Ms. Higgins noted that was the only thing that they were waiving. All of the others are according to the existing ordinance.


Mr. Dougherty noted that there were a couple of other things associated with signs.  But, in terms of Section 4.15.11 it is just the dimension and not anything else.  


Ms. Higgins noted that it was only in regard that when locating the property line that the closest point was 5’.  But, sometimes the sign has to be further because the site distance or whatever.


Mr. Dougherty said what is generating this is the areas where they plan to have more of neo-traditional development where the buildings would be very close to the street that there will not be a lot of room for placing these signs 5’ from the right-of-way.  It is going to be in a setting where things are very tight and not in a suburban setting, which is what the sign standards really govern.  He did not disagreed with Ms. Joseph at all.  The size is not something that staff really discussed.  But, the applicant did say that they did not want to put together a full signage package.  They just wanted a waiver of the three things that are listed on page 24 for the Code of Development.


Ms. Joseph said that it seems that the Commission was dealing with a pedestrian setting and the buildings are so close to the street that she did not know why the applicant would need a freestanding sign right on the property line.  She worried that a lot of cluttering was going to be happening right on the property line.


Mr. Dougherty noted that this also governs the sign that would project out or be hung out on a chandelier or somehow held up.  That would technically be considered in the right-of-way in some places. But, what the Code says is that it needs to be 7’ above where someone would walk and then it would be okay.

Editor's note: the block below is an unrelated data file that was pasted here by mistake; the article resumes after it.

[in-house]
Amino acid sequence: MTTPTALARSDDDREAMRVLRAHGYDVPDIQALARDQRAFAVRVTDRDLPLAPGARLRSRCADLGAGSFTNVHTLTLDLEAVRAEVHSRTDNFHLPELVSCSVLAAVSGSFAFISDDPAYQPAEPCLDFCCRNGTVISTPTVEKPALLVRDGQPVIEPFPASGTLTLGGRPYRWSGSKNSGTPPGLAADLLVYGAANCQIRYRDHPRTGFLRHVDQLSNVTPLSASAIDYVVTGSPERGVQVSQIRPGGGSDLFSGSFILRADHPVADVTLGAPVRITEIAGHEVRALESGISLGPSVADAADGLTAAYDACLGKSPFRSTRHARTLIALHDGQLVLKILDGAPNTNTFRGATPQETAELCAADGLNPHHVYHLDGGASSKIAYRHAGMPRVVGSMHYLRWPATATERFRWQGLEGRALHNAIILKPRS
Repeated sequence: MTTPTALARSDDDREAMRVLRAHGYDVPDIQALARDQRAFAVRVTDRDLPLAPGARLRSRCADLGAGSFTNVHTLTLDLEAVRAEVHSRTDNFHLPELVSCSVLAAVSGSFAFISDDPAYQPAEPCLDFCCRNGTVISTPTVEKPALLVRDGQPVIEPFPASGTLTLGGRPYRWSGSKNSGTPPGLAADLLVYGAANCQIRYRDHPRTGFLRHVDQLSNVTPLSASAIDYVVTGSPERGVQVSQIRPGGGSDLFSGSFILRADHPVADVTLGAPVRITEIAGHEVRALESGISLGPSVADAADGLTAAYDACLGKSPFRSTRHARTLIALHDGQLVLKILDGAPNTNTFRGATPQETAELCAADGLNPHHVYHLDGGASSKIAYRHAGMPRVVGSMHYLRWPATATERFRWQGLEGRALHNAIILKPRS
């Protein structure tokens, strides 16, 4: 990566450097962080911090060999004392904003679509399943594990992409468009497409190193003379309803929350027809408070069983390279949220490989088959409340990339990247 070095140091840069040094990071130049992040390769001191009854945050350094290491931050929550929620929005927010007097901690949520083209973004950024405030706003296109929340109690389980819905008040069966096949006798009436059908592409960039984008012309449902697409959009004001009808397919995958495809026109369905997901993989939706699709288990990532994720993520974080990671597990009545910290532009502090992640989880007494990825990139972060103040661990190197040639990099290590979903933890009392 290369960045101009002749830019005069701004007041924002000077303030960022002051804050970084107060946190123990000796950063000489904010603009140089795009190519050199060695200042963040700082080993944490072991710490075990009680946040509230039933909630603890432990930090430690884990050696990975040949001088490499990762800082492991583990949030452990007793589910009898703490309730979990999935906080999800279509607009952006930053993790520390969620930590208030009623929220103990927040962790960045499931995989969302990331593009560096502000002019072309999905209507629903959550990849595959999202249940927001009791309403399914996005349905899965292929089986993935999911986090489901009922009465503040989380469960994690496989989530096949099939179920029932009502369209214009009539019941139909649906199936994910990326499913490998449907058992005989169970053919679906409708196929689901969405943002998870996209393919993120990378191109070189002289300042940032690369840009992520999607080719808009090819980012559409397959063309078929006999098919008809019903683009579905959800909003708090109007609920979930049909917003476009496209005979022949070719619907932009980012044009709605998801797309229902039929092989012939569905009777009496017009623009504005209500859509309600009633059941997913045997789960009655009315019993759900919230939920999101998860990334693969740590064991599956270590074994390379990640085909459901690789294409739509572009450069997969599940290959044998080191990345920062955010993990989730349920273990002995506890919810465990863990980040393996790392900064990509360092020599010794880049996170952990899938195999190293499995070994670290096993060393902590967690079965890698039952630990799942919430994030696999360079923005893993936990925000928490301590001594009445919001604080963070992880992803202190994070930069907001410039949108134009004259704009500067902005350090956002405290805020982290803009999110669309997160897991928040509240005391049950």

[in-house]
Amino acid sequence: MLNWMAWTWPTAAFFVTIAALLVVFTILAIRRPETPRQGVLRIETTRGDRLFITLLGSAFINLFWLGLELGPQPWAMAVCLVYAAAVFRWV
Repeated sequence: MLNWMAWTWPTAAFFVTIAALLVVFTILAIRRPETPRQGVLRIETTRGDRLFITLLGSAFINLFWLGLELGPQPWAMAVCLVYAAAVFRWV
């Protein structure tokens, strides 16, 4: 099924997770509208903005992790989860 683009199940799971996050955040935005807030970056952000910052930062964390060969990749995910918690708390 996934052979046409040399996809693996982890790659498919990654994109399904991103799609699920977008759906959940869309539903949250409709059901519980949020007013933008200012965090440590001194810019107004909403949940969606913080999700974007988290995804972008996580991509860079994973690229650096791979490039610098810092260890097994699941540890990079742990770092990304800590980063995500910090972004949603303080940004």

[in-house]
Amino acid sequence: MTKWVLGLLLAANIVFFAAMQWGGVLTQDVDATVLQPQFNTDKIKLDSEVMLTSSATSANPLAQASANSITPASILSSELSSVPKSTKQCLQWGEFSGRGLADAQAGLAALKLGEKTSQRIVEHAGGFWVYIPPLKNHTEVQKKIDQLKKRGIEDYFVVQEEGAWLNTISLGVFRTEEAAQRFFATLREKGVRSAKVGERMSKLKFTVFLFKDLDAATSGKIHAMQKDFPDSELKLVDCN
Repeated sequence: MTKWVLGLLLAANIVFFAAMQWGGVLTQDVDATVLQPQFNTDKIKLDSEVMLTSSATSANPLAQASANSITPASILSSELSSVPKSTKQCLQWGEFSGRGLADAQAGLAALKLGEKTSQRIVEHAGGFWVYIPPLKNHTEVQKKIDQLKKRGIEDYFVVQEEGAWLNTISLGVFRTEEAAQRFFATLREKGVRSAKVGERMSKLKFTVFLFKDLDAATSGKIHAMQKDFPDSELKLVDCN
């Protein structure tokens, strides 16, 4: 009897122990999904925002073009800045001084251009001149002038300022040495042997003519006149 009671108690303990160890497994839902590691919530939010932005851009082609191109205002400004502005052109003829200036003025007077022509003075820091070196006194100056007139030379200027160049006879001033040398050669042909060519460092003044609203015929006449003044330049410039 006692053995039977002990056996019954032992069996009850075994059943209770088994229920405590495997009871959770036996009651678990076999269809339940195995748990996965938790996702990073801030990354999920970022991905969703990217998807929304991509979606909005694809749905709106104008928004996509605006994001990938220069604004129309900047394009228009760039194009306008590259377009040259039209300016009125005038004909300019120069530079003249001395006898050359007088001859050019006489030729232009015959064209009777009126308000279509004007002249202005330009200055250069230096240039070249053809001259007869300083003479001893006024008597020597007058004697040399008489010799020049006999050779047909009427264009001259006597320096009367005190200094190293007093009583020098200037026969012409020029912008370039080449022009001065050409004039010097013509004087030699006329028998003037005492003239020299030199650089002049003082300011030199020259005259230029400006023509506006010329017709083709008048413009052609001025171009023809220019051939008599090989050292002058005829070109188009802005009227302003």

Ms. Joseph felt that sounds reasonable.  But, it was the freestanding signs that she was having problems with.


Mr. Dougherty said that he understands her concern.  In the places that this was going to be happening was in the non-residential area where they have got the tight sidewalks and those sorts of things.   He felt that partially that would be governed by the constraints, but there is a chance that the applicant will want to put the largest sign possible between the sidewalk and the building.  If that were the case some of these might be a little out of scale. 


Mr. Edgerton asked if there was a way to tighten it up.


Ms. Higgins asked if what they were saying was that to get closer than 5’ they would have to decrease the size of the sign.


Ms. Joseph replied that was not necessarily the case. It just seems as if they were putting the buildings forward and putting the signs forward.  Then they would have everything in their face going down the roadway.  The whole idea with the 5’ setback is that the building is setback 30’ so that there would be some space in between it.  It just seems that it is just opening up something that she could not support.